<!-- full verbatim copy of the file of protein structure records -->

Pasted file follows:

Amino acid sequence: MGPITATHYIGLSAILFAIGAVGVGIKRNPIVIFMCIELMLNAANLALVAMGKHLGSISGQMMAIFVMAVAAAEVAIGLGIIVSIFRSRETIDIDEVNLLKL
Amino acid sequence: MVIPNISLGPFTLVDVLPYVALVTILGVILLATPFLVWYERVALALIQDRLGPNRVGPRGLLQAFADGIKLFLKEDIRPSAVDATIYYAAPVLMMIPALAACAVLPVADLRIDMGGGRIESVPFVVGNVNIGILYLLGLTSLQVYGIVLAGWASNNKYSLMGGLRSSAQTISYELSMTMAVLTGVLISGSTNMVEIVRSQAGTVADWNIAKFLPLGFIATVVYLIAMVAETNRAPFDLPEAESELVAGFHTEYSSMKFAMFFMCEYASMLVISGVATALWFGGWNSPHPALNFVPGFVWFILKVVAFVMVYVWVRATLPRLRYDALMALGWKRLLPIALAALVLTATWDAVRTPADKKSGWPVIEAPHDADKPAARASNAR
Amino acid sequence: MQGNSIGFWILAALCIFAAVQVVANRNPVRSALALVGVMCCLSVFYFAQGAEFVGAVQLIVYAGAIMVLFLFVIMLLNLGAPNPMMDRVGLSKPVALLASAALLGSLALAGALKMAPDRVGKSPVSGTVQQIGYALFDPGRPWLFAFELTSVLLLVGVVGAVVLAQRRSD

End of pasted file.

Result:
Amino acid sequence: MGPITATHYIGLSAILFAIGAVGVGIKRNPIVIFMCIELMLNAANLALVAMGKHLGSISGQMMAIFVMAVAAAEVAIGLGIIVSIFRSRETIDIDEVNLLKL
Amino acid sequence: MVIPNISLGPFTLVDVLPYVALVTILGVILLATPFLVWYERVALALIQDRLGPNRVGPRGLLQAFADGIKLFLKEDIRPSAVDATIYYAAPVLMMIPALAACAVLPVADLRIDMGGGRIESVPFVVGNVNIGILYLLGLTSLQVYGIVLAGWASNNKYSLMGGLRSSAQTISYELSMTMAVLTGVLISGSTNMVEIVRSQAGTVADWNIAKFLPLGFIATVVYLIAMVAETNRAPFDLPEAESELVAGFHTEYSSMKFAMFFMCEYASMLVISGVATALWFGGWNSPHPALNFVPGFVWFILKVVAFVMVYVWVRATLPRLRYDALMALGWKRLLPIALAALVLTATWDAVRTPADKKSGWPVIEAPHDADKPAARASNAR
Amino acid sequence: MQGNSIGFWILAALCIFAAVQVVANRNPVRSALALVGVMCCLSVFYFAQGAEFVGAVQLIVYAGAIMVLFLFVIMLLNLGAPNPMMDRVGLSKPVALLASAALLGSLALAGALKMAPDRVGKSPVSGTVQQIGYALFDPGRPWLFAFELTSVLLLVGVVGAVVLAQRRSD